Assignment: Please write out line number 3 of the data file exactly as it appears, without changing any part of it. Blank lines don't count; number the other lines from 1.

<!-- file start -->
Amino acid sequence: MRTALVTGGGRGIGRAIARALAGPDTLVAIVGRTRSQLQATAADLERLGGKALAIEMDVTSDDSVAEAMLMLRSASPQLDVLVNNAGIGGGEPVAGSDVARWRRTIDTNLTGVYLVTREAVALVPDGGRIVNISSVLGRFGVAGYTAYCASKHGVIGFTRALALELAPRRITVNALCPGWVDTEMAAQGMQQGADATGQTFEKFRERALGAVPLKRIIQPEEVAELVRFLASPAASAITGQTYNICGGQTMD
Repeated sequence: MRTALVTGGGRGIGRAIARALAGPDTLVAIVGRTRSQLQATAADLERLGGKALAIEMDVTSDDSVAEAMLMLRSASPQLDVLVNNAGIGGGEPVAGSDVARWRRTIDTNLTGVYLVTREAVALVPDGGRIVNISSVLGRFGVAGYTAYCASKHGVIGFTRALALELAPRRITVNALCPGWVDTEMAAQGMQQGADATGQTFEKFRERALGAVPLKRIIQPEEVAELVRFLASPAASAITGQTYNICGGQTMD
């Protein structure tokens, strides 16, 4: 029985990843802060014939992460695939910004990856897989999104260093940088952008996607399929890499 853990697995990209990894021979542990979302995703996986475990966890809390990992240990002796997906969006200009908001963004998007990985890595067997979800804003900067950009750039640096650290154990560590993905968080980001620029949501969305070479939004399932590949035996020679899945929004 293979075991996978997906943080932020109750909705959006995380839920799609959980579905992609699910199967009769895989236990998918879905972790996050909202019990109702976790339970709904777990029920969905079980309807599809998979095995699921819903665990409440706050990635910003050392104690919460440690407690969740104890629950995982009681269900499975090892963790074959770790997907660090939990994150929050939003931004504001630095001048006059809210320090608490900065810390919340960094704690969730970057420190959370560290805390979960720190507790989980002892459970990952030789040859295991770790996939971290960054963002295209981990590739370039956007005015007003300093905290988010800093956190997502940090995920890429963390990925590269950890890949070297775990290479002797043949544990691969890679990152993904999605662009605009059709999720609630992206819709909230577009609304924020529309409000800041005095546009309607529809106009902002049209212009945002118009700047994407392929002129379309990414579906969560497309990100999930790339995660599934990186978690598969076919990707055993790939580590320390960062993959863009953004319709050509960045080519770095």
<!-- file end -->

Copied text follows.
């Protein structure tokens, strides 16, 4: 029985990843802060014939992460695939910004990856897989999104260093940088952008996607399929890499 853990697995990209990894021979542990979302995703996986475990966890809390990992240990002796997906969006200009908001963004998007990985890595067997979800804003900067950009750039640096650290154990560590993905968080980001620029949501969305070479939004399932590949035996020679899945929004 293979075991996978997906943080932020109750909705959006995380839920799609959980579905992609699910199967009769895989236990998918879905972790996050909202019990109702976790339970709904777990029920969905079980309807599809998979095995699921819903665990409440706050990635910003050392104690919460440690407690969740104890629950995982009681269900499975090892963790074959770790997907660090939990994150929050939003931004504001630095001048006059809210320090608490900065810390919340960094704690969730970057420190959370560290805390979960720190507790989980002892459970990952030789040859295991770790996939971290960054963002295209981990590739370039956007005015007003300093905290988010800093956190997502940090995920890429963390990925590269950890890949070297775990290479002797043949544990691969890679990152993904999605662009605009059709999720609630992206819709909230577009609304924020529309409000800041005095546009309607529809106009902002049209212009945002118009700047994407392929002129379309990414579906969560497309990100999930790339995660599934990186978690598969076919990707055993790939580590320390960062993959863009953004319709050509960045080519770095």